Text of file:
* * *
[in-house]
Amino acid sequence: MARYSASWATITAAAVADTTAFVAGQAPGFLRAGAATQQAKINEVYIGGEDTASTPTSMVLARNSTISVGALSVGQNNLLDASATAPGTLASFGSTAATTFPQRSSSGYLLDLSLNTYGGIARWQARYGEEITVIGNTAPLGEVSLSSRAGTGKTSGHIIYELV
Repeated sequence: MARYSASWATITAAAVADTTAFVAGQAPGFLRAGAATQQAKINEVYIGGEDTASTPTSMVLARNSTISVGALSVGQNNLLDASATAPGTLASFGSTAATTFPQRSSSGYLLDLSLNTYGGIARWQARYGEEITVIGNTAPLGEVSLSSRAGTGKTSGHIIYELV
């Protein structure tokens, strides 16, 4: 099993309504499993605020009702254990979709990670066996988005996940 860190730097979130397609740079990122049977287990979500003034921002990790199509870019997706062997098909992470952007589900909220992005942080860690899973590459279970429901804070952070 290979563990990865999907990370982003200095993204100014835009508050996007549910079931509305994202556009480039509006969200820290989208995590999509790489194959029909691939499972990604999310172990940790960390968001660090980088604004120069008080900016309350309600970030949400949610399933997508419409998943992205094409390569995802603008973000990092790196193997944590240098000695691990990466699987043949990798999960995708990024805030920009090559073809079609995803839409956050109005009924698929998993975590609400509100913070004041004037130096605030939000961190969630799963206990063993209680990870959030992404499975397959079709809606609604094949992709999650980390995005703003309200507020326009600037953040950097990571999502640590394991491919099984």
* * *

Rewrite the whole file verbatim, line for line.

[in-house]
Amino acid sequence: MARYSASWATITAAAVADTTAFVAGQAPGFLRAGAATQQAKINEVYIGGEDTASTPTSMVLARNSTISVGALSVGQNNLLDASATAPGTLASFGSTAATTFPQRSSSGYLLDLSLNTYGGIARWQARYGEEITVIGNTAPLGEVSLSSRAGTGKTSGHIIYELV
Repeated sequence: MARYSASWATITAAAVADTTAFVAGQAPGFLRAGAATQQAKINEVYIGGEDTASTPTSMVLARNSTISVGALSVGQNNLLDASATAPGTLASFGSTAATTFPQRSSSGYLLDLSLNTYGGIARWQARYGEEITVIGNTAPLGEVSLSSRAGTGKTSGHIIYELV
């Protein structure tokens, strides 16, 4: 099993309504499993605020009702254990979709990670066996988005996940 860190730097979130397609740079990122049977287990979500003034921002990790199509870019997706062997098909992470952007589900909220992005942080860690899973590459279970429901804070952070 290979563990990865999907990370982003200095993204100014835009508050996007549910079931509305994202556009480039509006969200820290989208995590999509790489194959029909691939499972990604999310172990940790960390968001660090980088604004120069008080900016309350309600970030949400949610399933997508419409998943992205094409390569995802603008973000990092790196193997944590240098000695691990990466699987043949990798999960995708990024805030920009090559073809079609995803839409956050109005009924698929998993975590609400509100913070004041004037130096605030939000961190969630799963206990063993209680990870959030992404499975397959079709809606609604094949992709999650980390995005703003309200507020326009600037953040950097990571999502640590394991491919099984």